Appleton's Cyclopedia of American Biography, edited by James
Grant Wilson, John Fiske and Stanley L. Klos. Six volumes, New York: D. Appleton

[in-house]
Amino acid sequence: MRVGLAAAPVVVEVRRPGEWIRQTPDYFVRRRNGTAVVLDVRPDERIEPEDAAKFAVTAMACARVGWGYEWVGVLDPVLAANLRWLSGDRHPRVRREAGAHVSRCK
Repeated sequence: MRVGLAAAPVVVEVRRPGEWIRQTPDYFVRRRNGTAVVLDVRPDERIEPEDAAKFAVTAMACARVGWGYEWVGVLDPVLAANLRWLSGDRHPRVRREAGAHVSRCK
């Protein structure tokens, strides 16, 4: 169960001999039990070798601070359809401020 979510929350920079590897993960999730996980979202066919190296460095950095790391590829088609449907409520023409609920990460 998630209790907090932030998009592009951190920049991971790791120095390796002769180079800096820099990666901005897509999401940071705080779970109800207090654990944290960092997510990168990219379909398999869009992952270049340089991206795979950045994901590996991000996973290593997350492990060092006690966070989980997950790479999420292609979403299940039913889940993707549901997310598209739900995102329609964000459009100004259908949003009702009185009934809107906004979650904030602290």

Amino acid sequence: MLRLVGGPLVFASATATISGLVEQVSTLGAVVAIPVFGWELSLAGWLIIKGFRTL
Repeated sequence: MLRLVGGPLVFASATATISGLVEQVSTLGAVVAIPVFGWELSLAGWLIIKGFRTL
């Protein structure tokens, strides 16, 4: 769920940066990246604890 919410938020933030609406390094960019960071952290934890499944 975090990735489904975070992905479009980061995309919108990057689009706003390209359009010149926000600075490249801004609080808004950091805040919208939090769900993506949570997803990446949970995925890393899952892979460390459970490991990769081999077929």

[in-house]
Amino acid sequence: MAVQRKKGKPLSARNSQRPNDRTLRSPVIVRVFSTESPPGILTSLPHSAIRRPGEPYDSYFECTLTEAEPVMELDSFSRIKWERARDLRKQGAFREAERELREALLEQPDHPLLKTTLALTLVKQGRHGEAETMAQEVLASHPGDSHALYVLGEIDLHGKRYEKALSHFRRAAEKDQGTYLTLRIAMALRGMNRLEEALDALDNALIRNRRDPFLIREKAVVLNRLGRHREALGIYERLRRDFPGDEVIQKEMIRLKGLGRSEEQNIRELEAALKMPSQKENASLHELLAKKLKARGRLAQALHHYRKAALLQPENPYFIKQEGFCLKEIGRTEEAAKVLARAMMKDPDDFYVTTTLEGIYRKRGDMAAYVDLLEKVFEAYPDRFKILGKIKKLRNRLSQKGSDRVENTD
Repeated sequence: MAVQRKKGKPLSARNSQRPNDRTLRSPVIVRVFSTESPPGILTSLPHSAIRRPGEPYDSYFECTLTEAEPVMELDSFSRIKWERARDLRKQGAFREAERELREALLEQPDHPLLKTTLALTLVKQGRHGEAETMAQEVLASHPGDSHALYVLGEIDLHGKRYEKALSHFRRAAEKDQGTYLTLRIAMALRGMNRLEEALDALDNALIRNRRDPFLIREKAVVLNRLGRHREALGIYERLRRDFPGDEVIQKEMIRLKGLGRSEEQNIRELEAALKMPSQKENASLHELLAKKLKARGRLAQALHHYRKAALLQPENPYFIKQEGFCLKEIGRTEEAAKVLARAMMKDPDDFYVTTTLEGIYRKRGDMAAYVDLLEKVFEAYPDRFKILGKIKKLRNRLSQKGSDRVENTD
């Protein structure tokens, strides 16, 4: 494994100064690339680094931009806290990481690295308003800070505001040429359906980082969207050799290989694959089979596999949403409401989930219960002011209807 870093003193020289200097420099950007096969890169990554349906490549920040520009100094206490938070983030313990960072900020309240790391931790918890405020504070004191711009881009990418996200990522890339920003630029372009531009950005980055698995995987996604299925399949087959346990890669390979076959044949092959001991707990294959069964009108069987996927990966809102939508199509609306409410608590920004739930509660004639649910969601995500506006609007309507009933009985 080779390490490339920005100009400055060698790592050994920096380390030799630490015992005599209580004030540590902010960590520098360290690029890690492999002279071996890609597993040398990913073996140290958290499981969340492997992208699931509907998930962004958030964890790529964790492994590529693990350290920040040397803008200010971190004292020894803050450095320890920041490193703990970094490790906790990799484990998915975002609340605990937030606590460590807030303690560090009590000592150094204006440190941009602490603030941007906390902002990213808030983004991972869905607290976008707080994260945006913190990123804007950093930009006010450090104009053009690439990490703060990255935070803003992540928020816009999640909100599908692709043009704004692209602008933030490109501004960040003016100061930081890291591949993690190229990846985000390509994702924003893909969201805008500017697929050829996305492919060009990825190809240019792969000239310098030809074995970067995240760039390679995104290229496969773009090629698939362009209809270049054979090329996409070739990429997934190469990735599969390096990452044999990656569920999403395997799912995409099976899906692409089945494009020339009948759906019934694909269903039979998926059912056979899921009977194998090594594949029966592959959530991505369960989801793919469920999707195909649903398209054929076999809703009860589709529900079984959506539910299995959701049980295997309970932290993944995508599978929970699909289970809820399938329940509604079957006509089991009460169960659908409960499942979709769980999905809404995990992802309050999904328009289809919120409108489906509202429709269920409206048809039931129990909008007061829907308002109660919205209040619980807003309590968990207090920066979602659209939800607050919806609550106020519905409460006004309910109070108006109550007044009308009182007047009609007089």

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TAMMANY, Indian chief, lived in the 17th century. He was chief of the Delawares, and was variously called Temane, Tamenand, Taminent, Tameny, and Tammany. According to one account, he was the first Indian to welcome William Penn to this country, and was a party to Penn's famous treaty. Another story places his wigwam on the present site of Princeton college, and another says that he lived in the hills of northeastern Pennsylvania, and that he died at an advanced age near a spring in Bucks county, Pennsylvania He was a sagamore, and belonged to the Lenni Lennape confederacy of New York and Pennsylvania, which warred perpetually against the Six Nations and the Manhattan Indians. The tradition is that the evil spirit sought to gain a share in the administration of his kingdom, but Tammany refused to hold intercourse with him. The enemy then resorted to strategy, and attempted to enter his country, but was foiled by the chief, and at length determined to destroy him. A duel was waged for many moons, during which forests were trampled under foot, which have since remained prairie lands. Finally Tammany tripped his adversary, threw him to the ground, and would have scalped him, but the evil spirit extricated himself and escaped to Manhattan, where he was welcomed by the natives, and afterward made his home with them. Tammany appears to have been a brave and influential chieftain, and his nation reverenced his memory by bestowing his name upon those that deserved that honor. He is now chiefly known as the patron of a Democratic political organization in New York city called the Tammany society.
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